Taking his sweet time?

Highlighted


sweet
Milestones. Some babies hit it way ahead of their peers, some are textbook achievers and then there are those who just want to take their sweet time. Mabel ponders at her son’s milestone achievements as he turns 14 months old.

If you haven’t been following this column, my son Noah was born two months ahead of his due date. He was 32 weeks old. So since his birth, we have been told that his milestones may be a tad behind the general standard for his birth age. We were told that we should look at his adjusted age milestone instead.

So in the beginning, when he was not rolling over, his neck was not strong enough or he just did not like being on his belly, we chalked it down to him just being slow because of his premature nature. Yet as he neared his 12 month-old adjusted age, we found ourselves wondering if it was just a matter of him taking his sweet time or if it was a genuine cause for concern.

He was slow at starting solids. At this point, with six teeth, he is only just starting to enjoy chunks in his food but even then, it has to be soft chunks with a mash up-like consistency. Forget about rice, noodles and cubes of meat and vegetables. He is still not ready for that; something his sister was enjoying at his age. At least he relishes his raw slices of cucumber, fresh fruit, celery & carrot sticks as well as biscuits, rice cakes and puffs.

He doesn’t move much. He can sit unsupported quite well but when it comes to crawling, he is still very much a “flopper” – he just lies on his tummy and waves his hands and legs around. At most, he will crawl backwards. He is starting to discover that if one lifts their legs up and bends one’s hips, one is able to maybe move forward. However, whenever he does attempt that feat, he ends up tumbling over to his side. One way for him to get to things is to go on his belly, roll around and stretch like there is
no tomorrow.

While my friend’s children are busy standing and attempting to climb out of their crib, my son is contented to stay on his bum or at most, his knees. We are still delaying on moving the crib level down for one reason – when it does go down, patting him will put a hell of a strain on our backs! The therapist assured us that most of the time, kids learn to crawl first before climbing so we still have a little while to go before he makes this transition.

Also Read:  Crying-in-arms Approach can Help your Baby Sleep Better at Night

If there is anything he knows, it is how to make himself known. While he can mutter words like “mum mum”, “papapapa”, “mamama” or “aiyaya”, he still squeals and shouts for attention. He likes to go “Oooo” when he is curious about something and waves whenever someone waves at him (but it is often a delayed reaction). Otherwise, he is pretty much a quiet baby who is contented to let the world go by without even a bother. No pointing, no asking, no wondering. He likes to smile and laugh though, and will not hesitate to ditch one toy in exchange for another, even if the toy is not exactly a toy per se.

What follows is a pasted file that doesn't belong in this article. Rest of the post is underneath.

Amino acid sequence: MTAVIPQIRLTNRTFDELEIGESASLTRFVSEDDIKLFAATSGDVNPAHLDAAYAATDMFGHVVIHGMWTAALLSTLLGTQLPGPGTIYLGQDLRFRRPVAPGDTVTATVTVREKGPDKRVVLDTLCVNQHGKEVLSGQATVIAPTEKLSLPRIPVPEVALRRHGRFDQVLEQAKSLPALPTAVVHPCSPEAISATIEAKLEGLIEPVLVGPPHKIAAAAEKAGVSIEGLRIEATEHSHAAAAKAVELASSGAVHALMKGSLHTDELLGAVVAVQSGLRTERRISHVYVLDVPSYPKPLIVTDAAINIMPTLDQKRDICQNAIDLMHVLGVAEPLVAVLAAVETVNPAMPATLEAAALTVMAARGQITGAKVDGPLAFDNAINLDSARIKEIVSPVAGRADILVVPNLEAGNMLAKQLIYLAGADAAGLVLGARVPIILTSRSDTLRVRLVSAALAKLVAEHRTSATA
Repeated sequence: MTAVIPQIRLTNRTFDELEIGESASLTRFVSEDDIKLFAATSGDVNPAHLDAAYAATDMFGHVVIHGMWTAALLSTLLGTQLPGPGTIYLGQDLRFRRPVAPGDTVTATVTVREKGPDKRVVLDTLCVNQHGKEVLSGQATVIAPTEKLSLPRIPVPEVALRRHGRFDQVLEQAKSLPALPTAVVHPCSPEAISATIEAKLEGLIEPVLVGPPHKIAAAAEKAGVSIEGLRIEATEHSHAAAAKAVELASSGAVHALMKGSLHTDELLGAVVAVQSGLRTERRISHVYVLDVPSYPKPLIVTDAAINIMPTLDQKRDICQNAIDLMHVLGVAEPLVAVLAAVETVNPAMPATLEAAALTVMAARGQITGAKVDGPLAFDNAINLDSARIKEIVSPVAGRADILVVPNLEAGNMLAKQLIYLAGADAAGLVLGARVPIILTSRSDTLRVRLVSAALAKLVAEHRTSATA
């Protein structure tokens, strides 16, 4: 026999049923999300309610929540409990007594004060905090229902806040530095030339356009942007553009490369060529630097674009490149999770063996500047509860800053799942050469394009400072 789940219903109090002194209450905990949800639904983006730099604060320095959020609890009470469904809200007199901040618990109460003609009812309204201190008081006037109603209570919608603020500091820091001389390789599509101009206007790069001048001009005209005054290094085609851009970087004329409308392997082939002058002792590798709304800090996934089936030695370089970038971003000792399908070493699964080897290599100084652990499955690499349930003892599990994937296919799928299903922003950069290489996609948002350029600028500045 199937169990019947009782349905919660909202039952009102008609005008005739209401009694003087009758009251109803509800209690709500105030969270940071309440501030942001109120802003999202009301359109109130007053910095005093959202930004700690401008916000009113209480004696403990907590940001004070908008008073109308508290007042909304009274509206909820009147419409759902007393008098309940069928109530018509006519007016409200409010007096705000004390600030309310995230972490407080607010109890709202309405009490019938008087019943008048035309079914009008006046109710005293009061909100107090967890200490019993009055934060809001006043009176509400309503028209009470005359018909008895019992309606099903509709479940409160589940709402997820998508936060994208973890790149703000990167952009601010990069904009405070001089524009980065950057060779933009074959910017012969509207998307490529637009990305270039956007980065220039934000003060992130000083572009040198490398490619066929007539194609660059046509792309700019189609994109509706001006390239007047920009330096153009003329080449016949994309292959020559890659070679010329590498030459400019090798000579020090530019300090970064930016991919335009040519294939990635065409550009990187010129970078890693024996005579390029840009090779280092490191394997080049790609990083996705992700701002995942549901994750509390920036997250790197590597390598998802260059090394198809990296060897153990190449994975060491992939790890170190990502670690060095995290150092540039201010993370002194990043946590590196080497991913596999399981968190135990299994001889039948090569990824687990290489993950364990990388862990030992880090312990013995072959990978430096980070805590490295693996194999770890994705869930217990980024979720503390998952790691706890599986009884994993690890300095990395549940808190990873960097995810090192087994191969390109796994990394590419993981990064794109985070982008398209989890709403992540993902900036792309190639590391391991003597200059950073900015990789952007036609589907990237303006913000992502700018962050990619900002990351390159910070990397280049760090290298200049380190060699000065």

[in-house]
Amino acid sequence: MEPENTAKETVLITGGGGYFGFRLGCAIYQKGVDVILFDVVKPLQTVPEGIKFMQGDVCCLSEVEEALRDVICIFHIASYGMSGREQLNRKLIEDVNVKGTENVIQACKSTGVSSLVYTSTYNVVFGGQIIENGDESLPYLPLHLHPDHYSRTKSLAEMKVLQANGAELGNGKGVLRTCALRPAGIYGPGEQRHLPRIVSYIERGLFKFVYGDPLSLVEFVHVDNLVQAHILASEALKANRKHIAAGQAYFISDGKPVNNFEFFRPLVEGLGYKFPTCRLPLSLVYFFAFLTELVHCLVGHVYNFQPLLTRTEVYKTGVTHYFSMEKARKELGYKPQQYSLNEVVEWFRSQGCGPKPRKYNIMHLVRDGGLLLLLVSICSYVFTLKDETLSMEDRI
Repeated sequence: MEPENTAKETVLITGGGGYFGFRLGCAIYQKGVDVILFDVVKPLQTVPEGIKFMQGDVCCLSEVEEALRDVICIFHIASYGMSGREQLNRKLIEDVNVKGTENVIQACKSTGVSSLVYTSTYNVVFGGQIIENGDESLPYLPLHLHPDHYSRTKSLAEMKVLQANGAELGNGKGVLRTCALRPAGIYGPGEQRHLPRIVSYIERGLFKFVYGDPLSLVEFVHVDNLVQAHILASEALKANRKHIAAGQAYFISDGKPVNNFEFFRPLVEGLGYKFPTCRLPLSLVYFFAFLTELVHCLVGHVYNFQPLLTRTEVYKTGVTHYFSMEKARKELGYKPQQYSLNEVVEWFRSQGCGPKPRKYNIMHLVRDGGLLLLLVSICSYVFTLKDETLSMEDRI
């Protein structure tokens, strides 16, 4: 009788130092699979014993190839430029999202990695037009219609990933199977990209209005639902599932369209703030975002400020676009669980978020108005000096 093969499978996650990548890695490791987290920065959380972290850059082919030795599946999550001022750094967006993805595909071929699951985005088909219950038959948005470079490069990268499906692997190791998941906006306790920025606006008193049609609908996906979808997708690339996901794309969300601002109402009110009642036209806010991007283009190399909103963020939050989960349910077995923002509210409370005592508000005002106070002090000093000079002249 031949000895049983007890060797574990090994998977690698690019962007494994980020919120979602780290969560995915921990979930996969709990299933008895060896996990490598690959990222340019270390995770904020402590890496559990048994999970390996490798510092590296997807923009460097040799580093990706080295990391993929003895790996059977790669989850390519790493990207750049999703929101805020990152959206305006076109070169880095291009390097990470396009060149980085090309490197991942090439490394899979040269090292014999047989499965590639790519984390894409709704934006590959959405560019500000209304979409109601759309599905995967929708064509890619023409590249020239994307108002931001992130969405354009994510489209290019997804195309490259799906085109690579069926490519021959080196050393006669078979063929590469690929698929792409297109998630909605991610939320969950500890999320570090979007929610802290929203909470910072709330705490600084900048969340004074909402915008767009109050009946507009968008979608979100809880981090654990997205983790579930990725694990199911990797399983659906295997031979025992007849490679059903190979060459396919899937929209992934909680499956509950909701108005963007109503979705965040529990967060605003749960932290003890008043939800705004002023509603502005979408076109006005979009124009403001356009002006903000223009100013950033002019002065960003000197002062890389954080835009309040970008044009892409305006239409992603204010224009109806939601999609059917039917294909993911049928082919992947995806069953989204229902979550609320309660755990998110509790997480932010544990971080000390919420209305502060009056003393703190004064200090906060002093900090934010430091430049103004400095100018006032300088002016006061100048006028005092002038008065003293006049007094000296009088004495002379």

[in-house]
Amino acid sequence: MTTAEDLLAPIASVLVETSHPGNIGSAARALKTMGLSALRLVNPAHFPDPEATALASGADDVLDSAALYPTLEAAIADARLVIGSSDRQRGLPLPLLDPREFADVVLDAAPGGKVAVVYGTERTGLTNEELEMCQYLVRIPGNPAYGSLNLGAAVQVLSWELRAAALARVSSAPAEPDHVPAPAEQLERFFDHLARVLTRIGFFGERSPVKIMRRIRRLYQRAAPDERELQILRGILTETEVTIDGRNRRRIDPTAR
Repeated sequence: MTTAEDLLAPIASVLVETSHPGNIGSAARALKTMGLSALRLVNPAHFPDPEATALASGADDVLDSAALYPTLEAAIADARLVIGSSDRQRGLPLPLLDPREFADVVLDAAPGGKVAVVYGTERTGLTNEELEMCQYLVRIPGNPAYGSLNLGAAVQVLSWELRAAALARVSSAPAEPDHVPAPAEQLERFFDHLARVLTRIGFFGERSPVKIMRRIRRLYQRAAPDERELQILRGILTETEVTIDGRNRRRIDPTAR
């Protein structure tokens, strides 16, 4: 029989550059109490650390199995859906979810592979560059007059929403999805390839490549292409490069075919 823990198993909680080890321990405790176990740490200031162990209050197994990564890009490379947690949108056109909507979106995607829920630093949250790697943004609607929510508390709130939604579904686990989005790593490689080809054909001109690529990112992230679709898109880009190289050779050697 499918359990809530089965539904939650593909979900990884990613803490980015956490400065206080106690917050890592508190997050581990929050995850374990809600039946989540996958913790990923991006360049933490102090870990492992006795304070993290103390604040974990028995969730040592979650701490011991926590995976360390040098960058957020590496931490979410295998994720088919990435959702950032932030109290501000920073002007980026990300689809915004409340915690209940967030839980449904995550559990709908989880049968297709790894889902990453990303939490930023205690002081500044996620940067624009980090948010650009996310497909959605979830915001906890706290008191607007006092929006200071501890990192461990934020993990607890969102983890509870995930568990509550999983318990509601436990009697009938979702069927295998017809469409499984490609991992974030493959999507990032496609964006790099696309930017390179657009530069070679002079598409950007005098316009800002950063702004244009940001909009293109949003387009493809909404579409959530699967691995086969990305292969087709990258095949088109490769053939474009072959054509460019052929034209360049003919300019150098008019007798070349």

Then there is the whole “sleeping through the night” bit. That’s still not happening at all! He still wakes up at least once a night and will not hesitate to make his himself heard! Rooming him in with his sister is something of a challenge because if he awakes from his sleep, he needs someone to pet him back to slumber. Sleep maturity and independence is still out of his reach; this is something our eldest achieved at six months old (perhaps we were very lucky). At least he is alright with taking two naps during the day and can sleep on his own unlike the few months before where sleeping (naps included) meant sleeping on someone; I should thank God for that.

With every milestone that he does not seem to quite achieve, I try to find some silver lining or something that he is good at. Yet, I do not want to seem unrealistic. My friends tell me that it is normal for premature babies to have really erratic milestones and I try to find comfort in those words and the knowledge that when the time comes, my son will take that first step and do whatever it is that he is ready for. Nonetheless, the Asian part of me – the part that compares oneself constantly to others – is always rearing its ugly head. I find myself having to remember that my children are two unique individuals and have their own special nature, personality and qualities.

Every one is different – Its something I have to believe and tell myself…as I watch my son flop over to reach out for his next toy.

sweet1

 

Tags from the story
,
Written By
More from Vincent Lim

Playgroups

A essential for development or a fancy modern trend? Playgroups may not...
Read More